When Associate Producer Jeremy Wein, who is autistic, first saw a reading of the show in 2021, he was stunned. "It was the first time I saw myself in characters in a piece of theatre—I just cried throughout," he recalls. Through his involvement in the show, he learned certain terminology is no longer favored in the community, such as "on the spectrum" or "high-functioning/low-functioning." "Even as someone who's autistic, having to relearn language and how to discuss the topic has been a really eye-opening educational opportunity for me," he says. Hopefully, it is for the audience, too. The show's website offers many resources, including a frequently asked questions section with answers to queries like, "What is autism?" "What is ableism?" And, "How can I advocate for autistic folks if I'm not autistic myself?"
Production Assistant Liz Weber, who describes themselves as "an excellent stage manager who happens to be an autistic person," says collaboration is the key to How to Dance in Ohio's success on stage and beyond. "We all have very different capacities that we brought to the creation of this wonderful show," they say. "I was backstage for a lot of the creation and in the room during the Broadway process, and there were things that I would look at with autistic intuition that I would translate to the allistic [non-autistic] people in the room. Everything is a learning and teaching experience. There was so much knowledge to be shared and distributed across all the departments, tiny things, huge things, so many things you can't even see. We're reinventing theatre in every facet possible."
Although the production always aims to be sensory-friendly, How to Dance in Ohio is partnering with TDF for an Autism Friendly Performance on Sunday, January 28, 2024 that will feature additional accommodations, such as dimming but not turning off the house lights and having volunteers on hand to help anyone who needs assistance. But the main change will be one of community. "It's not going to be a radically different experience, but I think there will be more of a sense of collective belonging on that day," says Wein. "Our hope is that we've set this show up so that everyone feels comfortable and safe and welcome at any performance. But I know there are people in the community who will only go to the TDF Autism Friendly Performances. It has become its own little family gathering in a way."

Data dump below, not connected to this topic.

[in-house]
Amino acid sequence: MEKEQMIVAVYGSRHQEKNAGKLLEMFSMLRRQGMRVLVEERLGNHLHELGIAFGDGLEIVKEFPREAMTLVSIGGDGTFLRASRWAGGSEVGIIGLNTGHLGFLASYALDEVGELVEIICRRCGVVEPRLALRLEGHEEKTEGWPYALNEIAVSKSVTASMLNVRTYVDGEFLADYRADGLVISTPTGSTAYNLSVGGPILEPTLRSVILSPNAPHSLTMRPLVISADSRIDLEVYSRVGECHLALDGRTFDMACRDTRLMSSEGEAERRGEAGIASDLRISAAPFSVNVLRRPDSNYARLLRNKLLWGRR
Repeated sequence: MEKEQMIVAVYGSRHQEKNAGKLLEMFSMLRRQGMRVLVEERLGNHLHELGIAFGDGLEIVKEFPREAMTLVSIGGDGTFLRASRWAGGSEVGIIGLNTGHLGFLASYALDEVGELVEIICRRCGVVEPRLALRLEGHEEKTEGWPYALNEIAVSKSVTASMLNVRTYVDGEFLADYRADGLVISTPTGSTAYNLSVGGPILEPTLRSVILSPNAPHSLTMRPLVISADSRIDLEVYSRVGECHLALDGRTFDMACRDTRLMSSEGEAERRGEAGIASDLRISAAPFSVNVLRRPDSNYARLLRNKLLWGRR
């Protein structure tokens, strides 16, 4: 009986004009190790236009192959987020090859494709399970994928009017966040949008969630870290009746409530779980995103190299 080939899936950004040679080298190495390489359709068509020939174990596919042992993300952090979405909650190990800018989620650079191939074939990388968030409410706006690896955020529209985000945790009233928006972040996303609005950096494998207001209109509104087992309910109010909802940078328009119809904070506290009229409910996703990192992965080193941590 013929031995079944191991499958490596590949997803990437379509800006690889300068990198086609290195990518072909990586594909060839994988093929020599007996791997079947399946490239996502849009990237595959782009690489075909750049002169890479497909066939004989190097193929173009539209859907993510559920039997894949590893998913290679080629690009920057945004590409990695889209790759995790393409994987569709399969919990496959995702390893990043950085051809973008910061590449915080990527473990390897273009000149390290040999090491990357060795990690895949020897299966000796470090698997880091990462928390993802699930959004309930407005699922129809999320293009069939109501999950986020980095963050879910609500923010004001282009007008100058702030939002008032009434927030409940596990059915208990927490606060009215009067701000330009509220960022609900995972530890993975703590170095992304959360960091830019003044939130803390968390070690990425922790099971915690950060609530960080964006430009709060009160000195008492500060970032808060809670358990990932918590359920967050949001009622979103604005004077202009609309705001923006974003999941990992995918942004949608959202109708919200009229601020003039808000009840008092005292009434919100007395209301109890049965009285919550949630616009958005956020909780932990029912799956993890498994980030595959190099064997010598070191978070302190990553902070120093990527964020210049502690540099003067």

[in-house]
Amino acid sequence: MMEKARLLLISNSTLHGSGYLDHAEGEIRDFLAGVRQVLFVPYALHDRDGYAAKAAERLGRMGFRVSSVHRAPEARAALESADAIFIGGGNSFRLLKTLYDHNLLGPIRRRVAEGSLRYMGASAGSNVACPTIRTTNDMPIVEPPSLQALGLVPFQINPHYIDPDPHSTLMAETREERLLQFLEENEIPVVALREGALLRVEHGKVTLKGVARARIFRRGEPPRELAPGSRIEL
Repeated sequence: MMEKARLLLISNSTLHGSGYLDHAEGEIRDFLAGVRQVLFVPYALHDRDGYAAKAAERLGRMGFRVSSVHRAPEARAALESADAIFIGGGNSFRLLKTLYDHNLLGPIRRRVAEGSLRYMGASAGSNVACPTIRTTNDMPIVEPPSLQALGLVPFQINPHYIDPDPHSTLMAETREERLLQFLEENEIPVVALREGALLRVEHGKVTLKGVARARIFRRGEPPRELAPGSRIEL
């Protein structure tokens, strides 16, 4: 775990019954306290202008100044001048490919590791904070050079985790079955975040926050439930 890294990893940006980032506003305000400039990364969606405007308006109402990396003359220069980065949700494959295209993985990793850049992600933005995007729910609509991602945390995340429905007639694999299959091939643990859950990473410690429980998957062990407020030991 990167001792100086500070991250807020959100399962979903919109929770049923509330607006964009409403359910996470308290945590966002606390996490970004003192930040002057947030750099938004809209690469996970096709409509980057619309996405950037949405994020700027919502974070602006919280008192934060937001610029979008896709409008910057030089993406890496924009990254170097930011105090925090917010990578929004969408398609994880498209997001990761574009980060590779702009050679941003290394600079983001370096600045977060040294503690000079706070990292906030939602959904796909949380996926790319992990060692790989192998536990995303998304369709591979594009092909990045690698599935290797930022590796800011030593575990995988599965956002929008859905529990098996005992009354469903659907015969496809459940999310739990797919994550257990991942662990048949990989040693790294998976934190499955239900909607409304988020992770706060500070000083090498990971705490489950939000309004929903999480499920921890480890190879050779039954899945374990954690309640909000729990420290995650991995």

"There are so many different niches to cover when talking about accessibility, you can't possibly get to everything," Weber adds. "But what the TDF Autism Friendly Performance allows for that I think is really, really special is the understanding that the community can be themselves completely and utterly. This performance is made for them."
Although How to Dance in Ohio is the Access Team's focus, they do hope other shows will adopt some of their practices, especially the access survey, which Weber calls "one of the most innovative and best things I've ever seen in a theatrical process." All the interviewees agree there are other adjustments Broadway shows can make right now to become more accessible and inclusive, including turning down the volume, hiring folks with disabilities and, most importantly, listening to them.
"A lot of shows in the last couple of years have brought people on to consult on specific aspects of a production," Wein says. "Don't just bring somebody on because you only want to hear their voice about one part of the show. You need to be open to hearing their voice across every aspect of your production."
"We are working really hard to break open the gates to a historically gate-kept industry," Rigelhaupt adds. "We're finally feeling welcomed into the arts community."
How to Dance in Ohio is also frequently available at our TKTS Booths.